In early December 2019, an outbreak of coronavirus disease 2019 (COVID-19), caused by a novel severe acute respiratory syndrome coronavirus 2 (SARS-CoV-2), occurred in Wuhan City, China. Less than one month later, nearly 10 thousand cases were confirmed in China and 82 in 18 other countries, preannouncing the high infectivity of this new coronavirus. Subsequently, several studies confirmed that the average of secondary cases that can be infected by a SARS-CoV-2 positive subject (known as R0 index) is much higher than that of coronaviruses causing SARS and Middle East Respiratory Syndrome (MERS). SARS-CoV-2 has more potential to cause a pandemic, which came true within a short time span [1
]. Since its discovery, the number of confirmed cases of COVID-19 worldwide exceeds 100 million while the number of global deaths exceeds 2 million. COVID-19 is mainly transmitted by respiratory droplets and aerosol. The incubation period (between contamination and the appearance of the first symptoms) is usually 3–5 days [3
]. Early diagnosis of SARS-CoV-2 infection is paramount for disease treatment and infection control. Viral RNA detection by reverse transcription-quantitative real-time polymerase chain reaction (qRT-PCR) on specimens collected by healthcare workers using nasopharyngeal swabs and transported in an appropriate transport medium is the gold standard for diagnosis of SARS-CoV-2 infection [4
]. Diagnostic accuracy mainly relies on sample collection appropriateness, specimen stability, and qRT-PCR quality performed on three different viral genes. Copan FLOQSwabs have been already described as capable of preserving RNA of respiratory viruses to be used in molecular analyses without requiring a transport medium [5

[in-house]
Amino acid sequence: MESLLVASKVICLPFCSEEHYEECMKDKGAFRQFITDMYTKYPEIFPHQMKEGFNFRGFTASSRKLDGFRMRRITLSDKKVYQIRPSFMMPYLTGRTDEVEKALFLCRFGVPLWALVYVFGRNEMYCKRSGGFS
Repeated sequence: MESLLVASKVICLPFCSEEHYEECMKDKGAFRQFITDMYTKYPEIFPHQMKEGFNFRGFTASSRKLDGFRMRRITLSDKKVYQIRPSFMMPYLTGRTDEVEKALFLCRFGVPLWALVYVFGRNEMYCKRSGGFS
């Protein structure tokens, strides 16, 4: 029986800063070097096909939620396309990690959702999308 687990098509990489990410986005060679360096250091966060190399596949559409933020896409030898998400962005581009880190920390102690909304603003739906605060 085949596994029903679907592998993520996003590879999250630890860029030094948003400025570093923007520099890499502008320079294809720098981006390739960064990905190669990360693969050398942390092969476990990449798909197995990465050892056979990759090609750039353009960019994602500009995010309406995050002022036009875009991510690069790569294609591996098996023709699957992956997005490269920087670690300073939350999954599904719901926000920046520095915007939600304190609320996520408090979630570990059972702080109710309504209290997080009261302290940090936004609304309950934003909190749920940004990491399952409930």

]. Smieja and collaborators demonstrated that nasal mid-turbinated (MT) FLOQSwabs were able to harvest significantly more respiratory epithelial cells than conventional rayon swabs, thus confirming their appropriateness for the diagnosis of infections due to respiratory viruses and suggesting their suitability for self-collection [1
]. Moore and colleagues showed that “dry swabs”—not immerged in transport medium for transport and storage—can be used for detecting respiratory viruses with molecular methods, even two weeks after the collection [10
]. Finally, a recent publication reported that dry swabs, eluted directly into a simple buffered solution, could support molecular detection of SARS-CoV-2 without compromising assay sensitivity [11
]. The main objective of our study was to determine feasibility, acceptability, and diagnostic performances of the developed Testami home self-collection for the SARS-CoV2 RNA testing program, which is based on qRT-PCR detection of SARS-CoV2 RNA in home self-collected specimens by using nasal MT FLOQSwabs transported in a dry tube. To this goal, we firstly evaluated the accuracy of sampling in unsupervised self-collected (SC) and healthcare professional (HCP) collected swabs. Thereafter, the stability of RNA in “dry conditions” was assessed. Finally, diagnostic parameters of the Testami home self-collection program were compared to the standard diagnostic routine for SARS-CoV-2 infection, based on a collection of nasopharyngeal samples by healthcare workers.